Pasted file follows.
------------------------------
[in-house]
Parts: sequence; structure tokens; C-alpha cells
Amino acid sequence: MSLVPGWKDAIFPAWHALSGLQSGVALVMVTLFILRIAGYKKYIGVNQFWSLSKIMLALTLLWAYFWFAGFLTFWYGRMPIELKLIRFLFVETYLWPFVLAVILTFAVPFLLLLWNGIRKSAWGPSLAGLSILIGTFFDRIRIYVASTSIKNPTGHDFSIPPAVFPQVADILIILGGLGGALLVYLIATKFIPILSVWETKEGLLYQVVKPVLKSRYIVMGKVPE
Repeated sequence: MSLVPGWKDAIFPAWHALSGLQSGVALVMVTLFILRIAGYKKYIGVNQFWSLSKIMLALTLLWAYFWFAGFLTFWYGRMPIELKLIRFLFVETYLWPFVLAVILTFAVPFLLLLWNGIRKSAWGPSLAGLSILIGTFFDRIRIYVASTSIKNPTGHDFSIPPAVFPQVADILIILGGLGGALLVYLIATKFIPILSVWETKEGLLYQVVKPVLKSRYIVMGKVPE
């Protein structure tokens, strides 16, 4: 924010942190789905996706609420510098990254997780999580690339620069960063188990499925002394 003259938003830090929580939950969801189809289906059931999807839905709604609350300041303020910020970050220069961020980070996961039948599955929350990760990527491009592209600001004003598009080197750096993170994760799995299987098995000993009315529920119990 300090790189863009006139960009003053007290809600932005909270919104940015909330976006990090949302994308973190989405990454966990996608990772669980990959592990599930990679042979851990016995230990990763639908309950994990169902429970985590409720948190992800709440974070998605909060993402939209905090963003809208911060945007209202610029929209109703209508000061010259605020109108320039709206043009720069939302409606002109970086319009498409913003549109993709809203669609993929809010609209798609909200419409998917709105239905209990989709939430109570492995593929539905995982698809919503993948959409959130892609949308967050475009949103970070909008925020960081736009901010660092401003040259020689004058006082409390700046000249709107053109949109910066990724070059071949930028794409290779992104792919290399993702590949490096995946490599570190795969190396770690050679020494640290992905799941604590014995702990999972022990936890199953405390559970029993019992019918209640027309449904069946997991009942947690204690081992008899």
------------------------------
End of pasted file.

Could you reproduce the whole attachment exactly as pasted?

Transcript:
[in-house]
Parts: sequence; structure tokens; C-alpha cells
Amino acid sequence: MSLVPGWKDAIFPAWHALSGLQSGVALVMVTLFILRIAGYKKYIGVNQFWSLSKIMLALTLLWAYFWFAGFLTFWYGRMPIELKLIRFLFVETYLWPFVLAVILTFAVPFLLLLWNGIRKSAWGPSLAGLSILIGTFFDRIRIYVASTSIKNPTGHDFSIPPAVFPQVADILIILGGLGGALLVYLIATKFIPILSVWETKEGLLYQVVKPVLKSRYIVMGKVPE
Repeated sequence: MSLVPGWKDAIFPAWHALSGLQSGVALVMVTLFILRIAGYKKYIGVNQFWSLSKIMLALTLLWAYFWFAGFLTFWYGRMPIELKLIRFLFVETYLWPFVLAVILTFAVPFLLLLWNGIRKSAWGPSLAGLSILIGTFFDRIRIYVASTSIKNPTGHDFSIPPAVFPQVADILIILGGLGGALLVYLIATKFIPILSVWETKEGLLYQVVKPVLKSRYIVMGKVPE
């Protein structure tokens, strides 16, 4: 924010942190789905996706609420510098990254997780999580690339620069960063188990499925002394 003259938003830090929580939950969801189809289906059931999807839905709604609350300041303020910020970050220069961020980070996961039948599955929350990760990527491009592209600001004003598009080197750096993170994760799995299987098995000993009315529920119990 300090790189863009006139960009003053007290809600932005909270919104940015909330976006990090949302994308973190989405990454966990996608990772669980990959592990599930990679042979851990016995230990990763639908309950994990169902429970985590409720948190992800709440974070998605909060993402939209905090963003809208911060945007209202610029929209109703209508000061010259605020109108320039709206043009720069939302409606002109970086319009498409913003549109993709809203669609993929809010609209798609909200419409998917709105239905209990989709939430109570492995593929539905995982698809919503993948959409959130892609949308967050475009949103970070909008925020960081736009901010660092401003040259020689004058006082409390700046000249709107053109949109910066990724070059071949930028794409290779992104792919290399993702590949490096995946490599570190795969190396770690050679020494640290992905799941604590014995702990999972022990936890199953405390559970029993019992019918209640027309449904069946997991009942947690204690081992008899």